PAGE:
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Posted: 12/25/2005 5:22:26 PM EDT


epaper.ardemgaz.com/WebChannel/ShowStory.asp?Path=ChatTFPress/2005/12/25&ID=Ar00101

Proposed tax change worries businesses

By Mike Pare Staff Writer

A state board is proposing a sweeping change to make computer software used in business subject to property taxes, a move that some business leaders contend could drive up costs and hurt job growth in Tennessee.

"This would be a significant chunk of change," said Hayes Ledford, the Chattanooga Area Chamber of Commerce’s director of public affairs.

Carl Hartley, a Chattanooga attorney representing some businesses, said the change could put a considerable tax bite on some companies whose businesses are heavily based on computer use, such as banks, finance companies, leasing firms and insurance businesses.

Officials at UnumProvident Corp., the Chattanooga-based insurer with 3,000 workers in the city, said the shift could add a substantial cost to doing business in Tennessee. Spokeswoman Mary Clarke Guenther said UnumProvident buys a lot of software.

"We have 600 software applications in use throughout the company," she said, adding that not all of its computer work is based in Chattanooga.

Currently, there is no consistent approach to determining what business software should be considered taxable, according to the executive secretary of the State Board of Equalization, which proposed the change.

However, software already is taxed as property in some Tennessee counties, said Kelsie Jones. He said county assessors have taken "varying approaches" in making distinctions about not only taxing software, but the kinds, as well. For example, Mr. Jones said, some tax operational software but not that which is applicational.

The new rule would provide a uniform standard across the state, he said.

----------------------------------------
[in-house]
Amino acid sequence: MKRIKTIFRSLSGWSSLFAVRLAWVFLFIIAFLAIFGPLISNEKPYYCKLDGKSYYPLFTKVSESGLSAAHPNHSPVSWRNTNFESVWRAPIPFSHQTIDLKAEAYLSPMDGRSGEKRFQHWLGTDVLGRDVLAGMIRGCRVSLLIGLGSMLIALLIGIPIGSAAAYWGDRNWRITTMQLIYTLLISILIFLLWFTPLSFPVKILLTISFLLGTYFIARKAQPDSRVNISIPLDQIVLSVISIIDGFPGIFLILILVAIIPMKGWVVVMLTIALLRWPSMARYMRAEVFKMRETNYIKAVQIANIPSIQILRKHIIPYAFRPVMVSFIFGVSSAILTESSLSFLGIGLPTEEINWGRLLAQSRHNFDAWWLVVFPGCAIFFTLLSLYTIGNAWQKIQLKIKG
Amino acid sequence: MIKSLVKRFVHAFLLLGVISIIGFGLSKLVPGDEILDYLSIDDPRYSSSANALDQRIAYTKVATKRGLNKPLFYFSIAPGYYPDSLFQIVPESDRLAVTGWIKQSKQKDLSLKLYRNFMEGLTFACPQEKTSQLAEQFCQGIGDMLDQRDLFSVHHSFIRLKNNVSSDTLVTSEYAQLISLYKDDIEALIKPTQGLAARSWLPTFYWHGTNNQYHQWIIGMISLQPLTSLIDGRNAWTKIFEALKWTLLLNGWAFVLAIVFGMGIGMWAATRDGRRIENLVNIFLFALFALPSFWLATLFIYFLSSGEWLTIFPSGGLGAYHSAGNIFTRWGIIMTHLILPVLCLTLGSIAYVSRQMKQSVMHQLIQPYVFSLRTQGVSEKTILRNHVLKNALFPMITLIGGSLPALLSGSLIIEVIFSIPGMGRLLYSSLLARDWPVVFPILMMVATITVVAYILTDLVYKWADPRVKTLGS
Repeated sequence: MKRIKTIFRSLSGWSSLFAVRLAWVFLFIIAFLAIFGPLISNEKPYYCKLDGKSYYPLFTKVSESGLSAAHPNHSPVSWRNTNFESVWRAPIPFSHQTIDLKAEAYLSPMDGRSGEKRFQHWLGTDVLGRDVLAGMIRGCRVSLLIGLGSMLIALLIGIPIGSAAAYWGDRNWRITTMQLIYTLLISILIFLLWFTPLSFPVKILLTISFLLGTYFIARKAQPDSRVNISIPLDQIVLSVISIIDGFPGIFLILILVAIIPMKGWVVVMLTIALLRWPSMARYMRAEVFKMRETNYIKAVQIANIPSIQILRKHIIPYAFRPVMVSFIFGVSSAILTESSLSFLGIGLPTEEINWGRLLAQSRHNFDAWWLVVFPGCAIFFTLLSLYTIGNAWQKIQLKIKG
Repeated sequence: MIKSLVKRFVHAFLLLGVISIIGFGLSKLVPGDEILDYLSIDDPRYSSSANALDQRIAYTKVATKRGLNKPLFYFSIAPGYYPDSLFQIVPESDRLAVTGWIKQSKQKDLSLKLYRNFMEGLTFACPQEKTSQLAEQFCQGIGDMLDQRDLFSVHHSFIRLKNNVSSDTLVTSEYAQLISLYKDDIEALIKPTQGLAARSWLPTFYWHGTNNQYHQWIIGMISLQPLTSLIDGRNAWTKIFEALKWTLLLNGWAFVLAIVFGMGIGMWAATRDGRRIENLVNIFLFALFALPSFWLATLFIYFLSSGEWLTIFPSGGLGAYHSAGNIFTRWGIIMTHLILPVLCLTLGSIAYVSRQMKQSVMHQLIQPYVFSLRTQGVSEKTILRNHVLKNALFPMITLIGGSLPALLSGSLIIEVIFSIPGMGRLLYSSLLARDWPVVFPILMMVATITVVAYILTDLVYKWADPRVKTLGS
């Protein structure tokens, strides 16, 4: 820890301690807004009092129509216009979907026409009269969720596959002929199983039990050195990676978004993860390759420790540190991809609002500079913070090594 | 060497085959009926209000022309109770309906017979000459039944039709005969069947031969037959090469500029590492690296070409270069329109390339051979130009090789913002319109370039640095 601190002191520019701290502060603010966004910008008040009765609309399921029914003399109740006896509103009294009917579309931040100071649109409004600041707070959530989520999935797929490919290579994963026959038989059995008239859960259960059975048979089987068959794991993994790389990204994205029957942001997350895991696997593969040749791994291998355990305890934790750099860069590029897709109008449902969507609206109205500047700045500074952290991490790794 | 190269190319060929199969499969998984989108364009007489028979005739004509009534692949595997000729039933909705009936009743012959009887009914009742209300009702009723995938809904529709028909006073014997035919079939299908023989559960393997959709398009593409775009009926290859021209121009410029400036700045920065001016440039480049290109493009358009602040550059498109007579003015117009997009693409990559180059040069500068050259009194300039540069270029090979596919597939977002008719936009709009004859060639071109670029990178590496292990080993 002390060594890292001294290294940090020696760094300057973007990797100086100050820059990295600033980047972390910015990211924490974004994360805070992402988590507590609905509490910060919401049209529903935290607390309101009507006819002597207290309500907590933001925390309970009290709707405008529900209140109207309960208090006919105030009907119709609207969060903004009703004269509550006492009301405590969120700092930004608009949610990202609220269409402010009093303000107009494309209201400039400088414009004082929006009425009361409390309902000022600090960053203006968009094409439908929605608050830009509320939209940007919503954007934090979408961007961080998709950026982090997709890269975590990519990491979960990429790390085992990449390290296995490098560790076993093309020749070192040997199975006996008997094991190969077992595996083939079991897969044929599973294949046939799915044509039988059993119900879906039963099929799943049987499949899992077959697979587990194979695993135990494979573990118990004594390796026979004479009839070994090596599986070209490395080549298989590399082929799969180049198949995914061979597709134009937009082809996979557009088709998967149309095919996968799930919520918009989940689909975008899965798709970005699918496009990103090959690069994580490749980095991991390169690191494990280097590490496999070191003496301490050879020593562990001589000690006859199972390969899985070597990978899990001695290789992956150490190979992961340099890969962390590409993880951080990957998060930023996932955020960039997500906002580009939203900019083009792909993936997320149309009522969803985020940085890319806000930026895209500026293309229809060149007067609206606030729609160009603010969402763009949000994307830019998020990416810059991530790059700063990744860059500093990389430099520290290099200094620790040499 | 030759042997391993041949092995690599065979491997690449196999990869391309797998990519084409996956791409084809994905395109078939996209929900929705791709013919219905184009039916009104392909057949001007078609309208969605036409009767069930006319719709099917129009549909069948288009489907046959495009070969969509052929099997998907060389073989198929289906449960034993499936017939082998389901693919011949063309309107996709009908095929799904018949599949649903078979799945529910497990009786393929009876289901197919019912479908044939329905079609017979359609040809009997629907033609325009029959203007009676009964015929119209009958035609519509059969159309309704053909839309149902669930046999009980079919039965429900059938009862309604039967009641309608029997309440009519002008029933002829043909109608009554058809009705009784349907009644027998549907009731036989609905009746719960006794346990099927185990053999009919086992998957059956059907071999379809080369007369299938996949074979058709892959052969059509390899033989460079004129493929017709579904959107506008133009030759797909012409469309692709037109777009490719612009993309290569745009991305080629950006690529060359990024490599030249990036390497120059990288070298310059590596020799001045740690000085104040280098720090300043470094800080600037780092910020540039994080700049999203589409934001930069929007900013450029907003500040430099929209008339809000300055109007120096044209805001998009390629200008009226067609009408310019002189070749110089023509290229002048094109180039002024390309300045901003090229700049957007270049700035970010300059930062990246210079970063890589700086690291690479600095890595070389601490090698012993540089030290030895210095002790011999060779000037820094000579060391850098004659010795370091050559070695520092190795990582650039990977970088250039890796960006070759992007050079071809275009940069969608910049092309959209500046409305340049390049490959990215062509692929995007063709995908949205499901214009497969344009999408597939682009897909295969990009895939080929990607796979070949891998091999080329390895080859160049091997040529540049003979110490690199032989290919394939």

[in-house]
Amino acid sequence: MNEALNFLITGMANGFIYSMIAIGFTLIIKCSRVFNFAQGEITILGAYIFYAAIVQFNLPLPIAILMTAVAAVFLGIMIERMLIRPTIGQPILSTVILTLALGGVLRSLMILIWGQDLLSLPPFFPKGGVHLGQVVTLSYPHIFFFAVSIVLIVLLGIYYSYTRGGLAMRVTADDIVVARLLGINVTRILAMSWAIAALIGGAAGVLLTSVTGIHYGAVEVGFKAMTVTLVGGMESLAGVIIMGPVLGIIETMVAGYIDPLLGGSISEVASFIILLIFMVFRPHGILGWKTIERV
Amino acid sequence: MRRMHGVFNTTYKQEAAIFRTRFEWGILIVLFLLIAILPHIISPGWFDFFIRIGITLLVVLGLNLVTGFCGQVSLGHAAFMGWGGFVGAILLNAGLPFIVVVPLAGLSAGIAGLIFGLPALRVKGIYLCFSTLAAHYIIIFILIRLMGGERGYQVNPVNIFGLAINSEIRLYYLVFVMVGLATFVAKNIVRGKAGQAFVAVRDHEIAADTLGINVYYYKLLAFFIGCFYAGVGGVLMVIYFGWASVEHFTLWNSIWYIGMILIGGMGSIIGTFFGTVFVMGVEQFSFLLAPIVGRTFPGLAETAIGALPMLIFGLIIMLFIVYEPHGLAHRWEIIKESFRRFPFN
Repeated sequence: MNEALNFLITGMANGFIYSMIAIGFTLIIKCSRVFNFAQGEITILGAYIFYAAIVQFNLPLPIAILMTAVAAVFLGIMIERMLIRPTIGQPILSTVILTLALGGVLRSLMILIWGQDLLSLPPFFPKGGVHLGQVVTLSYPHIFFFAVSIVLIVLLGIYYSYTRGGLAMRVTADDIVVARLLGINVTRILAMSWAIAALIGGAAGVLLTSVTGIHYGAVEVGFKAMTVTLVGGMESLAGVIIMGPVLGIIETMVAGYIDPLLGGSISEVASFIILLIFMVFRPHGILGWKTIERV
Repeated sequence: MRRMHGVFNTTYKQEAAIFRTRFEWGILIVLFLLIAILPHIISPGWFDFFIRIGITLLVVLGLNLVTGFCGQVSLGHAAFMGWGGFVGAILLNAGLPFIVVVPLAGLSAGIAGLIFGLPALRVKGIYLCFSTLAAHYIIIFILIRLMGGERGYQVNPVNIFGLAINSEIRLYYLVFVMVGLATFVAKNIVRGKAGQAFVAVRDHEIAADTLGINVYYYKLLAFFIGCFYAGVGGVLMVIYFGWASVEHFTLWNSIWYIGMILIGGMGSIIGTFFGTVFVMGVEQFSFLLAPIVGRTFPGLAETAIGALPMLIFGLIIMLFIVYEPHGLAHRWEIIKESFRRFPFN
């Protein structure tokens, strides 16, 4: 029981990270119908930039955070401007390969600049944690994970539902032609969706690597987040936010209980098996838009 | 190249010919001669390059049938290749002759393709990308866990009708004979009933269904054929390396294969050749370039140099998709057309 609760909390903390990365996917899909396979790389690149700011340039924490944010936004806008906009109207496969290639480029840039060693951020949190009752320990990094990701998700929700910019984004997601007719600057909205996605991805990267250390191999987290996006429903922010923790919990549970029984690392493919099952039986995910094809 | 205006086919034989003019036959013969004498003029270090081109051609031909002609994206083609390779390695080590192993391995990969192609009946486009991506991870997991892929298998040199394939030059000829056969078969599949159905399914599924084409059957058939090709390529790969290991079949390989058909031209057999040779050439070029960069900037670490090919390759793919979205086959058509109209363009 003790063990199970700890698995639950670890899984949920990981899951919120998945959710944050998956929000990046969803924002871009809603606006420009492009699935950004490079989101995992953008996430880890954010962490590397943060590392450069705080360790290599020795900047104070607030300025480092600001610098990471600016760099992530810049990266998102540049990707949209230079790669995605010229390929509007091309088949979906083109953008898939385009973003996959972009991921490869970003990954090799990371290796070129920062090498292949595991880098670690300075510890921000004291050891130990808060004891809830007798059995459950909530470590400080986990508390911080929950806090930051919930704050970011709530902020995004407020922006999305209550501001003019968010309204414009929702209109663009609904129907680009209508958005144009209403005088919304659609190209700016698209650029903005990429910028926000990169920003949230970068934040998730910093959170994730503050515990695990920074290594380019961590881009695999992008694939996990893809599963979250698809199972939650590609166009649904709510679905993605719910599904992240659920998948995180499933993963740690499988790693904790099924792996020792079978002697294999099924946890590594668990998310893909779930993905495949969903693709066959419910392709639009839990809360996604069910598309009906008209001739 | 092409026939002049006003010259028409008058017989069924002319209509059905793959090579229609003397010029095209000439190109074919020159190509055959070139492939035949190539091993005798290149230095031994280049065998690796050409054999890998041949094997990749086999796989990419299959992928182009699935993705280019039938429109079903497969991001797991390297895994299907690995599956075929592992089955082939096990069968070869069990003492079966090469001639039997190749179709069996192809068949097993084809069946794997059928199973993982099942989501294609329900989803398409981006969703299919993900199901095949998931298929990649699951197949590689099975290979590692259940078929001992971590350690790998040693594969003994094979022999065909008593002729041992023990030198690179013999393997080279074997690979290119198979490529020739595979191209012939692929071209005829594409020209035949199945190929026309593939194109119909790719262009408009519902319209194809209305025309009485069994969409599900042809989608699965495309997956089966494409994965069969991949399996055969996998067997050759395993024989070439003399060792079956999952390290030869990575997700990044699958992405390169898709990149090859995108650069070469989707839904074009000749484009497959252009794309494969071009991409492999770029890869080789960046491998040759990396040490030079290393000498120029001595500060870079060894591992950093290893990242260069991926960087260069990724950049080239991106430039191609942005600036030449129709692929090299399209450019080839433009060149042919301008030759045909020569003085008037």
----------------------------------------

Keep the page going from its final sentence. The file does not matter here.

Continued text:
"One of the reasons for the proposal comes down to consistency. The rule as proposed would quit worrying about distinctions," he said. "All software becomes assessable."

Hamilton County Assessor of Property Bill Bennett said his office has taxed operational software at companies where it has done audits for six or seven years. The proposed rule "would take the gray area out," Mr. Bennett said.

The board has set a Jan. 23 hearing on the change in Nashville. Mr. Jones said staff members will receive comments on the proposal, consider changes, and at a later date it could go back to the board for a vote.

Ray Childers, president of the Chattanooga Manufacturers Association, said the proposal has "serious implications" for businesses. Mr. Childers said he is concerned the change may be done administratively rather than legislatively.

"I understand there may be constitutional issues," he said.

State Sen. David Fowler, RSignal Mountain, said he is so concerned that he has asked that a bill be drafted to permit the Tennessee General Assembly to consider the issue.

"I do think it’s a major change in tax policy with economic ramifications that needs to be considered by the legislature," he said. "It may be the legislature agrees with the rule change."

Mr. Ledford said the rule change would hurt service companies and high-tech manufacturers as well as small and medium-size businesses.

"It’s an added burden," he said.

Mr. Jones said Tennessee is a lowtax state, and taxing computer software would be just one component of a number that businesses consider. Also, he said, the state offers tax incentives to companies considering moving to the state.